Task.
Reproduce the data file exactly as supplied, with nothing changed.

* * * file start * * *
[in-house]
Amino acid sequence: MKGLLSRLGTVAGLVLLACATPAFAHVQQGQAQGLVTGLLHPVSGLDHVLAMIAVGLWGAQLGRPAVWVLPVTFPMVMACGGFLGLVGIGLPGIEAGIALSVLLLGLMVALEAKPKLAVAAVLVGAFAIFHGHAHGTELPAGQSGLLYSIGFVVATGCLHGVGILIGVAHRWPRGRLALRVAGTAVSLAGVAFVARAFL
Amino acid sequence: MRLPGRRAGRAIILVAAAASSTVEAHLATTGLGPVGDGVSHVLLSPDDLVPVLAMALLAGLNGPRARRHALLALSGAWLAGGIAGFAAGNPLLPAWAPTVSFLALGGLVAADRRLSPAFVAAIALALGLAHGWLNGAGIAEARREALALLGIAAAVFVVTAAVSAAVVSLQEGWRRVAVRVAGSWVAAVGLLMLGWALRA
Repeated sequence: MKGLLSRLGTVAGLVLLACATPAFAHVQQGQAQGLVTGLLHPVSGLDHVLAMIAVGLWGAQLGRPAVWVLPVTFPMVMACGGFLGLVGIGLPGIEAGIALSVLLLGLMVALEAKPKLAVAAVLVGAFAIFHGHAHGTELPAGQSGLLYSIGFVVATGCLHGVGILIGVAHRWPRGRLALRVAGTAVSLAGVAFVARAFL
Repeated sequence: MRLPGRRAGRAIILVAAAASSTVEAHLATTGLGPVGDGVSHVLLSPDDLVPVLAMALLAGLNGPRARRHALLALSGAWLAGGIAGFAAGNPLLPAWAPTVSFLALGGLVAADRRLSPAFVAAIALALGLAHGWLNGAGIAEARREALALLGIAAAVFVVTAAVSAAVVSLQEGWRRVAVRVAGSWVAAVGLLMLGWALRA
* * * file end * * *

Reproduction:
[in-house]
Amino acid sequence: MKGLLSRLGTVAGLVLLACATPAFAHVQQGQAQGLVTGLLHPVSGLDHVLAMIAVGLWGAQLGRPAVWVLPVTFPMVMACGGFLGLVGIGLPGIEAGIALSVLLLGLMVALEAKPKLAVAAVLVGAFAIFHGHAHGTELPAGQSGLLYSIGFVVATGCLHGVGILIGVAHRWPRGRLALRVAGTAVSLAGVAFVARAFL
Amino acid sequence: MRLPGRRAGRAIILVAAAASSTVEAHLATTGLGPVGDGVSHVLLSPDDLVPVLAMALLAGLNGPRARRHALLALSGAWLAGGIAGFAAGNPLLPAWAPTVSFLALGGLVAADRRLSPAFVAAIALALGLAHGWLNGAGIAEARREALALLGIAAAVFVVTAAVSAAVVSLQEGWRRVAVRVAGSWVAAVGLLMLGWALRA
Repeated sequence: MKGLLSRLGTVAGLVLLACATPAFAHVQQGQAQGLVTGLLHPVSGLDHVLAMIAVGLWGAQLGRPAVWVLPVTFPMVMACGGFLGLVGIGLPGIEAGIALSVLLLGLMVALEAKPKLAVAAVLVGAFAIFHGHAHGTELPAGQSGLLYSIGFVVATGCLHGVGILIGVAHRWPRGRLALRVAGTAVSLAGVAFVARAFL
Repeated sequence: MRLPGRRAGRAIILVAAAASSTVEAHLATTGLGPVGDGVSHVLLSPDDLVPVLAMALLAGLNGPRARRHALLALSGAWLAGGIAGFAAGNPLLPAWAPTVSFLALGGLVAADRRLSPAFVAAIALALGLAHGWLNGAGIAEARREALALLGIAAAVFVVTAAVSAAVVSLQEGWRRVAVRVAGSWVAAVGLLMLGWALRA